I’m sitting in 49th Parallel Coffee Roasters with Lance Berelowitz. Lance graduated from the Architectural Association School of Architecture in London before specializing in urban planning and becoming a Registered Professional Planner. He is the Principal of Urban Forum Associates. Lance is a past Chair of the Vancouver City Planning Commission, has served on the Urban Design Panel, and has penned numerous critical writings about the city. We sat down to talk about Vancouver and its speculative future.
JB: Your book, Dream City: Vancouver and the Global Imagination, released in 2005, presented unique chapters which thematically illustrated the origins and trajectory of our city. In the last 10 years since its publication have you noticed any new themes developing that are beginning to define Vancouver? If the book were released today would you add any new chapters?
LB: Cities are never finished. I would have a chapter dedicated to sustainable development. Things like separated bike lanes, district energy, and electric car chargers did not exist here ten years ago. I would further argue that our city does not need to ‘look’ sustainable; rather, that it should be invisible and always there. Sustainable urbanism is holistic. It is completely integrated, like a well-tailored suit.
JB: You were involved in the redesign of downtown Granville Street prior to the 2010 Winter Olympics. The new design introduced a more pedestrian-friendly streetscape with elements such as tapered sidewalk edges, wider sidewalks, public art, and integration with vehicles. Since this design, related initiatives such as Robson Redux and the closing of Granville Street to vehicles on select weekends have arrived. What do you see as the future of Granville Street?
LB: Granville Street is currently in an interim state. Its current design is a response to the introduction of the Canada Line, and its redesign has done well for its time. Right now, it is more open to pedestrians, open as a bus route, and has flex parking for private vehicles (which is important to local business owners as a perceived need). Eventually, I envisage that Granville will be closed to all vehicle traffic and the buses will be re-routed down the adjacent streets. It will be predominantly pedestrian like it was during the 2010 Olympics: bustling, crowded, fantastic. One immediate change I would endorse is that Granville should not be the only location for nightclubs. Segregating and concentrating certain demographic groups (like nightclubs, or the indigent and mentally ill in the Downtown Eastside) invariably leads to social problems.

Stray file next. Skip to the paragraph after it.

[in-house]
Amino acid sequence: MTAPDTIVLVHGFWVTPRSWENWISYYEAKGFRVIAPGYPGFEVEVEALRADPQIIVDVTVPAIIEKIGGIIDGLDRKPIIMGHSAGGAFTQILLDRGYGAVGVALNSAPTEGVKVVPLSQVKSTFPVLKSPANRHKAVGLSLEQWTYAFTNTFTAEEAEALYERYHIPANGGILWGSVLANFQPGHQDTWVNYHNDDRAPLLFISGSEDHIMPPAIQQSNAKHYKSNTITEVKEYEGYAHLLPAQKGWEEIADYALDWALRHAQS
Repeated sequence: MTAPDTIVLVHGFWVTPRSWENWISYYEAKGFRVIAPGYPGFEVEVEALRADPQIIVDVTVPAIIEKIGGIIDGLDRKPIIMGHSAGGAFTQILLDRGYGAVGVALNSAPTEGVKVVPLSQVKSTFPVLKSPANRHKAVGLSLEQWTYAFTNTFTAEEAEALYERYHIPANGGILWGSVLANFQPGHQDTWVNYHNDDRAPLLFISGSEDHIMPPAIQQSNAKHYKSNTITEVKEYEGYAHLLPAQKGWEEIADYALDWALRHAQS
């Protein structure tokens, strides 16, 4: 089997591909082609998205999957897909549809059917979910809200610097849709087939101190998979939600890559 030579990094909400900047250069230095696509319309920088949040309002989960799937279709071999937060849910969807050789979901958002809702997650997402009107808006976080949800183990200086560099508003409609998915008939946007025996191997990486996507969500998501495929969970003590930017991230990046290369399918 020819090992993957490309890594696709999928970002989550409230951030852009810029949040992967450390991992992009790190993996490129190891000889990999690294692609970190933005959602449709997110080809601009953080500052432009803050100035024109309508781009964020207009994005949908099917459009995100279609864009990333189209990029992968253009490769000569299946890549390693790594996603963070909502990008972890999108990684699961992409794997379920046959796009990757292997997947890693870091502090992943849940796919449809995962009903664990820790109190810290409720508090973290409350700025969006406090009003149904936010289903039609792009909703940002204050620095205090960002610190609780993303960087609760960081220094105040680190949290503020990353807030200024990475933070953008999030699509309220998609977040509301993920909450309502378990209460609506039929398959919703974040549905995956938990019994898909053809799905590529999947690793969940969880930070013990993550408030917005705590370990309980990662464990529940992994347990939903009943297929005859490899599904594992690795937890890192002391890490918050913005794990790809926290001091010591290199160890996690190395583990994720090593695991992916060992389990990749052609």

JB: You were the Writer and Editor of Vancouver’s 2010 Bid Book submission to the IOC. During the Olympics, Vancouver’s street life was electrifying. Numerous public art installations, free performances, the dense concentration of happy people; the spectacle of Vancouver during those weeks seems difficult to recreate. Would it be possible to reintroduce this kind of energy into our city today?
LB: The City was generally pleased that Vancouver avoided coming to a stand-still during the Games. I have every confidence that we can do it again. There are systems to help make it work. Local merchants and property owners might see the closing of streets to vehicles as problematic for business, however this trend is beginning to reverse. Some streets can be that pedestrianized all the time.
JB: A considerable number of Vancouver’s built and unbuilt iconic buildings have been met with scathing criticism. Do you sense that the city has developed a culture that rejects unorthodox design proposals before their benefits can be fairly weighed?
LB: Vancouver is a pretty conservative, parochial design city. Our architecture is stiflingly polite and homogenous; it’s very Canadian of us. Because of this, there’s a bit of a knee-jerk reaction to novel design. Sometimes I agree with the conservative sentiments, sometimes not. On the other hands, many iconic ideas that get presented are egotistical and don’t contribute to the public realm.Read more »